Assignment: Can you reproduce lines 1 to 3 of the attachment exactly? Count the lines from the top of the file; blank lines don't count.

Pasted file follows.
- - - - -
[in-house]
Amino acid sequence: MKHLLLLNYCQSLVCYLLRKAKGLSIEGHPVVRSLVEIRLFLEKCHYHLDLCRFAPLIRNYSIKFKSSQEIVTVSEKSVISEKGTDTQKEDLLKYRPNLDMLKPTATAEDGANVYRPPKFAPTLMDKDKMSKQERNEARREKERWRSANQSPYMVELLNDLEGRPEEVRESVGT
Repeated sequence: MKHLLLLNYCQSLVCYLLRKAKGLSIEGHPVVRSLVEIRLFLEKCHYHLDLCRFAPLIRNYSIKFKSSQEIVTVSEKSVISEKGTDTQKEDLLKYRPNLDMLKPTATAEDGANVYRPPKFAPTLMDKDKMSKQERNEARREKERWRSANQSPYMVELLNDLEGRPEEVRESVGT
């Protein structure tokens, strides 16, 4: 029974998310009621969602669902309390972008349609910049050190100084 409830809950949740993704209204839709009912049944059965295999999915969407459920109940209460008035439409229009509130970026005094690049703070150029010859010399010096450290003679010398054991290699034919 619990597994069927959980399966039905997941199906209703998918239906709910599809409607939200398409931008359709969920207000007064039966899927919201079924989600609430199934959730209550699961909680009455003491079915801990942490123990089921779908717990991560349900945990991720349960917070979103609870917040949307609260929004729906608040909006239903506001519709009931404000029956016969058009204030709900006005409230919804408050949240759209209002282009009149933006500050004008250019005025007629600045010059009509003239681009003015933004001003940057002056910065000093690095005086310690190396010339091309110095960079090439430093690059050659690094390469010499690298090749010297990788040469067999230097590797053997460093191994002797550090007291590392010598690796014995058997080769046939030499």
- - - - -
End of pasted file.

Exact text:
[in-house]
Amino acid sequence: MKHLLLLNYCQSLVCYLLRKAKGLSIEGHPVVRSLVEIRLFLEKCHYHLDLCRFAPLIRNYSIKFKSSQEIVTVSEKSVISEKGTDTQKEDLLKYRPNLDMLKPTATAEDGANVYRPPKFAPTLMDKDKMSKQERNEARREKERWRSANQSPYMVELLNDLEGRPEEVRESVGT
Repeated sequence: MKHLLLLNYCQSLVCYLLRKAKGLSIEGHPVVRSLVEIRLFLEKCHYHLDLCRFAPLIRNYSIKFKSSQEIVTVSEKSVISEKGTDTQKEDLLKYRPNLDMLKPTATAEDGANVYRPPKFAPTLMDKDKMSKQERNEARREKERWRSANQSPYMVELLNDLEGRPEEVRESVGT